The PowerA FUSION Wired Fightpad for Xbox One is a lightweight, simplified controller intended for fighting games. It has some additional uses in other genres, but this is a controller for a specific purpose and not one that’ll become your “daily driver”, unless of course you only play arcade and fighting games. PowerA’s offering here is really well made and is a controller that’s great for gamers of all ages, and hand sizes. It’s the controller you didn’t know you needed.
First things first, while the naming says “Xbox One” on the box, testing proves this works on Windows 10 PCs no problem. You’ll notice a lot about the controller, just from looking at it. Firstly, it resembles a Sega Genesis 6-button controller, but I learned it was inspired by the Sega Saturn gamepad, which makes more sense. There’s no left or right analog stick, nor any curvature in the controller. It’s mostly flat, designed to not let anything get in the way of pressing buttons. The face buttons include RB and RT buttons for ease of use. The classic eight-way Dpad returns, and it feels so good in-hand. The bumpers remain in-tact, but the triggers are modified for less throw. When the the bright white LED comes on, it confirms connectivity and you’re ready to fight.
PowerA generously provides a braided USB cable that’s nine feet long. It being wired means different things to many people, and the nine foot length of the cable might not be enough, especially in my living room. But at my PC, it’s more than enough. The smartest thing is how the cable connects to the controller itself. It slides into a socket, and clips in so that you can hold the controller by the cable and it doesn’t strain or break from the weight. It’s not something I recommend testing vigorously, but it’s designed to be sturdier than anything else you’ll find out there. Since this is the same cable you’ll find in other PowerA controllers (like the FUSION Pro Wired Controller) and setups, you can easily unclip and swap controllers rather than busting out separate cables for each.
I have to admit that all the face buttons feel mushy, yet absolutely responsive. Any amount of pressure activates the button press, even if it feels like you didn’t. I think it just takes some getting used to. The face buttons are also 1.5x the size of other Xbox One controllers, making it more arcade-like and natural to hit the buttons to perform those combos. This works great for all types of games that are compatible.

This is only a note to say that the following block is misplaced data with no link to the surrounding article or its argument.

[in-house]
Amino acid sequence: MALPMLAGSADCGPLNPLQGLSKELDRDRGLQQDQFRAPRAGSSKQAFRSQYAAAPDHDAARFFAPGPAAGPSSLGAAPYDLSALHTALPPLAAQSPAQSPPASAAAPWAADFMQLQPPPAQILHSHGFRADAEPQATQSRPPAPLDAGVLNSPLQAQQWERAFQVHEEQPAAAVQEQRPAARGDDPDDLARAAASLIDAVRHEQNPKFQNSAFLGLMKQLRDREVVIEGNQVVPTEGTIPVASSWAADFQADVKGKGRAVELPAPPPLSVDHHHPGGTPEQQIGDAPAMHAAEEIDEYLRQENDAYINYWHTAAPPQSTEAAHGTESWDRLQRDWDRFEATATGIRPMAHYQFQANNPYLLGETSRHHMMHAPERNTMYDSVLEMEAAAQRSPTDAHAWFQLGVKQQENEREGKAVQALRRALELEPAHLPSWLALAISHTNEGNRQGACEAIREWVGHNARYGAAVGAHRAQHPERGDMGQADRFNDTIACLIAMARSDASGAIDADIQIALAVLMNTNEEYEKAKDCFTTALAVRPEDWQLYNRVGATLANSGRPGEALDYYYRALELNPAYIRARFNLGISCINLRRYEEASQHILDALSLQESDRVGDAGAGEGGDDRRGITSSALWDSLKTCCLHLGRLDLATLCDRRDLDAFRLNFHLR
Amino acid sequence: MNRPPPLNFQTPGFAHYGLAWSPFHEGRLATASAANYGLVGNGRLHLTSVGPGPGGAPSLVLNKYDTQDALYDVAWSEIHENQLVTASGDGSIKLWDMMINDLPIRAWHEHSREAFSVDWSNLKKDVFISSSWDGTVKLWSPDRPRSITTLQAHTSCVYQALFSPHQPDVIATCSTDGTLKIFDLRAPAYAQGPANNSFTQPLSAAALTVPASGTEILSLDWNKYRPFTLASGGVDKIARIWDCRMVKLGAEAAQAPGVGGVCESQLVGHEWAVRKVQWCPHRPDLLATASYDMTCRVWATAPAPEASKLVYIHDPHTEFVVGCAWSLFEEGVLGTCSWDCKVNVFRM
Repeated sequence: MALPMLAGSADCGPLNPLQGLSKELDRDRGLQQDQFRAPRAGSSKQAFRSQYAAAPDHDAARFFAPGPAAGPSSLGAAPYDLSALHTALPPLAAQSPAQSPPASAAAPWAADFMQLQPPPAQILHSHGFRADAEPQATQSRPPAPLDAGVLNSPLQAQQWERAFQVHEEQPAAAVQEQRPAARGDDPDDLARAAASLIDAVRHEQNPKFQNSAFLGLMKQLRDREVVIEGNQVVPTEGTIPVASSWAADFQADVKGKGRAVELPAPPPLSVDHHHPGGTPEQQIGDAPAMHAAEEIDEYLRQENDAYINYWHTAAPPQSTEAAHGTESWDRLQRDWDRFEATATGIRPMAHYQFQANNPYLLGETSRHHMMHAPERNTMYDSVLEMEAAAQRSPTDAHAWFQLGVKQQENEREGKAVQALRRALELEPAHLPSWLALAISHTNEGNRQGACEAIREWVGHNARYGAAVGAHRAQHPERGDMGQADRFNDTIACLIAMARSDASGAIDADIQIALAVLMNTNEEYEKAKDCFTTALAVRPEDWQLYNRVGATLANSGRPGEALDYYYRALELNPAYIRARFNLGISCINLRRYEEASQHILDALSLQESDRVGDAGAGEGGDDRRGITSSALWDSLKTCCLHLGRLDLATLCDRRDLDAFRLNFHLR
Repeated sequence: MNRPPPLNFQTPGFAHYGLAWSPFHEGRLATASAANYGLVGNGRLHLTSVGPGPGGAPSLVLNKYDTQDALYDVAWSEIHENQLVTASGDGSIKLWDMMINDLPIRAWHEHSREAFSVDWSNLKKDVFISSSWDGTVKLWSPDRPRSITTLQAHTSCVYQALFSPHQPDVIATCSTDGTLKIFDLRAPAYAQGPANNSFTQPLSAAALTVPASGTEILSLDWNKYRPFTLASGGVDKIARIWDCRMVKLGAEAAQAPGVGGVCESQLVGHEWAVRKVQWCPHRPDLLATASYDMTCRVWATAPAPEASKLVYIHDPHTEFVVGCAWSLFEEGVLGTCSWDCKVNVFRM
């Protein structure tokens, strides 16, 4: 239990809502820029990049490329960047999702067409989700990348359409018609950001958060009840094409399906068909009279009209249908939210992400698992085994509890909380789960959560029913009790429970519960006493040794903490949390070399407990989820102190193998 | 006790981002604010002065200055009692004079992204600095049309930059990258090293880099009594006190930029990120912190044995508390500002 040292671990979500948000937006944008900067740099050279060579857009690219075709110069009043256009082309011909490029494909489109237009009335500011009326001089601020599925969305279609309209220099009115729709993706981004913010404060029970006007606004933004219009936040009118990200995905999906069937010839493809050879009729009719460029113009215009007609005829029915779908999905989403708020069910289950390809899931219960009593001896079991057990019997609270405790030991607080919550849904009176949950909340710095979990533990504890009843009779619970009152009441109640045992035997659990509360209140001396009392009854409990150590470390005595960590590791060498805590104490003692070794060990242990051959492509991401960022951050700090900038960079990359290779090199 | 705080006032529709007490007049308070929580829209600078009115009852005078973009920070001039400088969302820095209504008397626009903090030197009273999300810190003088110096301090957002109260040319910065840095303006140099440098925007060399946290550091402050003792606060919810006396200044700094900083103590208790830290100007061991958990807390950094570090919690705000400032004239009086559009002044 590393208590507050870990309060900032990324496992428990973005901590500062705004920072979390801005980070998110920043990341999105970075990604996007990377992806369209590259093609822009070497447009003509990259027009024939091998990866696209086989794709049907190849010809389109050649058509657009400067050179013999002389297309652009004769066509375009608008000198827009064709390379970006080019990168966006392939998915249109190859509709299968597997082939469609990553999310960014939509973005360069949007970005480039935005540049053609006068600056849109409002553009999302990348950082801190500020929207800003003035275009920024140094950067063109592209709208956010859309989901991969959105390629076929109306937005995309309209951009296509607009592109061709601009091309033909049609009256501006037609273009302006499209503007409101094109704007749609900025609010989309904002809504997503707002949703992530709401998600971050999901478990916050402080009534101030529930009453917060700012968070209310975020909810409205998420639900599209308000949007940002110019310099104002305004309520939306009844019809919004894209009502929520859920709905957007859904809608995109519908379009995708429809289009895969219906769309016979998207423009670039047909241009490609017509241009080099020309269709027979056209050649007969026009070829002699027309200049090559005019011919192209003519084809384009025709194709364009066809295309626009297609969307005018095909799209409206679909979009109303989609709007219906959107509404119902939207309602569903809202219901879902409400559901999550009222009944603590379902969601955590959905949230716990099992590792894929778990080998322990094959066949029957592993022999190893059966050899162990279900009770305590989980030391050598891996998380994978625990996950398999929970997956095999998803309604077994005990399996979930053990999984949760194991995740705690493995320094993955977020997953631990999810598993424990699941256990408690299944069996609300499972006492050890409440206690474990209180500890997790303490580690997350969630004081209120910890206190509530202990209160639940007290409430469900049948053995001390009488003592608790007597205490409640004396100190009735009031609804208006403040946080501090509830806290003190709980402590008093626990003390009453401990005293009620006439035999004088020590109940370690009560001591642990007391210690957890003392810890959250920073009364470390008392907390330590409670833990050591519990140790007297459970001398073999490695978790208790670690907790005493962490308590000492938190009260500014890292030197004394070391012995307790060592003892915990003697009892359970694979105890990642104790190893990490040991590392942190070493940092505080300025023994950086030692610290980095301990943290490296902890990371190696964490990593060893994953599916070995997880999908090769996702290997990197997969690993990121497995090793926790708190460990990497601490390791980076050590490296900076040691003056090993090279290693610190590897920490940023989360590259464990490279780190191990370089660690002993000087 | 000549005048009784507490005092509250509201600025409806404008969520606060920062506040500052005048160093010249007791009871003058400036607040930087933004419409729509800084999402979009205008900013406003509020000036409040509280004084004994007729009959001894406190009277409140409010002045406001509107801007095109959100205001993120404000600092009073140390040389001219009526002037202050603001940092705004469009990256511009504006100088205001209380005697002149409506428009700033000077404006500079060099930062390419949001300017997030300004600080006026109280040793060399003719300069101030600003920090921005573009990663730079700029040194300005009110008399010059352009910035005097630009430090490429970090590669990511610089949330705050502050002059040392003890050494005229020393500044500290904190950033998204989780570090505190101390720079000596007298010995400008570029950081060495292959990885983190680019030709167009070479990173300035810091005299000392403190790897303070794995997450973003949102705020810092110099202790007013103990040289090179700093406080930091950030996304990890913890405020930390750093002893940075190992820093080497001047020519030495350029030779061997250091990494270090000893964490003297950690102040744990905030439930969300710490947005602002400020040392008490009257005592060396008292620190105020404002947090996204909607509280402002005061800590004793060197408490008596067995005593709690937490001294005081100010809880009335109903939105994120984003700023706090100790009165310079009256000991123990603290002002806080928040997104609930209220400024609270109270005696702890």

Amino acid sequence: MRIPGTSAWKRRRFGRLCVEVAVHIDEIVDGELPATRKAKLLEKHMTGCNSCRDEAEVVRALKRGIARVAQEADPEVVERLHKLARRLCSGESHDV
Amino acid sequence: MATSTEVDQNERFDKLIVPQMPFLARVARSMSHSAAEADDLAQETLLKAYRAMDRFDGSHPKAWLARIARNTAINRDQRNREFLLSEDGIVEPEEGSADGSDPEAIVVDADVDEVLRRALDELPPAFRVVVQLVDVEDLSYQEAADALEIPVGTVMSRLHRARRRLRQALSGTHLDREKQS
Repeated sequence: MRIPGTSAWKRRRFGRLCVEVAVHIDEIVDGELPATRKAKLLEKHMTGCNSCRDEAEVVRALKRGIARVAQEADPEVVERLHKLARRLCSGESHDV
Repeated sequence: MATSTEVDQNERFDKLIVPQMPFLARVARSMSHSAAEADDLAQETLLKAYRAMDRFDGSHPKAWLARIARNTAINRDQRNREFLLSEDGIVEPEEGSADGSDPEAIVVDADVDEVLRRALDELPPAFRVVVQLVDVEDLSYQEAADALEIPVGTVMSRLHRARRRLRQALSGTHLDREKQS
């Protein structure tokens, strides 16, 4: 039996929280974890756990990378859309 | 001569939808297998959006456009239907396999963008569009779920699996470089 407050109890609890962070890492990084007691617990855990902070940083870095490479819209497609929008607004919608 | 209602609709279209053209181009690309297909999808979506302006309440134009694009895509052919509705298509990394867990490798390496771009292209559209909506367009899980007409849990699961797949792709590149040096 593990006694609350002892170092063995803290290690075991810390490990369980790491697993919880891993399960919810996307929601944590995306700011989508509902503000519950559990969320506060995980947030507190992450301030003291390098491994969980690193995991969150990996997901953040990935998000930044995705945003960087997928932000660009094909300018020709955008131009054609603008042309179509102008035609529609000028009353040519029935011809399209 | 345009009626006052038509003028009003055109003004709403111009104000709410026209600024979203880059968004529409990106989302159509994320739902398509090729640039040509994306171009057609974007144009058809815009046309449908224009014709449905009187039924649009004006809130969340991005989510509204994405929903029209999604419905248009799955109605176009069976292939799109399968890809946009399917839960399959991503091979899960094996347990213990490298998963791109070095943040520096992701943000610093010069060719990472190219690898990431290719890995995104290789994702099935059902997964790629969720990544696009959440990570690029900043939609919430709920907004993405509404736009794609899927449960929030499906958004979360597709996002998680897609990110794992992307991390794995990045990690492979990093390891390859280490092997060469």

PowerA was smart to include an audio jack on the bottom for chat, as this controller’s primary purpose is for fighting games; chat is an extension of that, especially with friends. The FUSION Wired Fightpad also comes with a white faceplate to replace the default black faceplate. If you have the Nintendo Switch version of this controller, a red faceplate is the alternate. It’s a good way to tell them apart of you end up owning multiple.
There are two big hardware features to discuss: the Dpad Toggle Switch, and the Shoulder Button Toggle Switch.
The Dpad Toggle Switch has three modes: DP which is the fightpad’s default Dpad offering and eight-way directions. LS digitally emulates the left stick, especially for games that don’t support Dpad movements. And then there’s RS, which emulates the right stick, generally used for camera controls. You can switch it on-the-fly rather fast, but it’s no substitute for a controller that natively has thumbsticks. It’s still incredibly thoughtful that it’s still there, to accommodate any need.
The Shoulder Button Toggle Switch has two modes: LT-RT & LB-RB which is the default and how you’d expect the bumpers and triggers to respond. Then there’s the alternate of RSB-LT & LSB-LB, which remaps the left bumper and trigger onto the right side. It then assigns the left and right stick presses to the left bumper and triggers. It’s an interesting system, though I wish it allowed for more customization. I’d like to see a variant where you could map the controls on the face buttons to LT+RT to execute super moves and whatnot.
In terms of games, I tested them in a variety of them. I found that playing TEKKEN 7 and Power Rangers: Battle for the Grid felt good to use throughout story and online modes, but nothing to write home about. It was when I got to SOULCALIBUR VI that it felt really good, and the lack of jumping in that game feels solid. But the absolute best game to benefit from the fightpad was Mortal Kombat 11. Now that’s just the fighting modes like story, the towers, and online. Now for MK11‘s Krypt, well it’s basically unplayable, and that’s using the Dpad Switch Toggle to enable left stick (movement) and right stick (camera), it’s just too unwieldy.
Since this is a controller that can do more than fighting games, I started to think of arcade games and platformers. Now, 2D platformers like Bloodstained, Valfaris, and Blasphemous will do. Then of course there’s games like Sonic Mania and Dead Cells to consider. All of them play great, and work so well. This is a controller that works on all the games you think it would, and none of the ones it wouldn’t.
There’s no doubt that this is a niche controller, but this is one you should own if you play a lot of 2D side-scrollers, and especially fighting games. There’s a hint of nostalgia when using it, and felt a competitive advantage from using. It has such a striking look, that you want to have it on display whenever you’re not using it. PowerA’s FUSION Wired FightPad is a wonderful controller that gets so much right.
The PowerA FUSION Wired FightPad was provided for review purposes.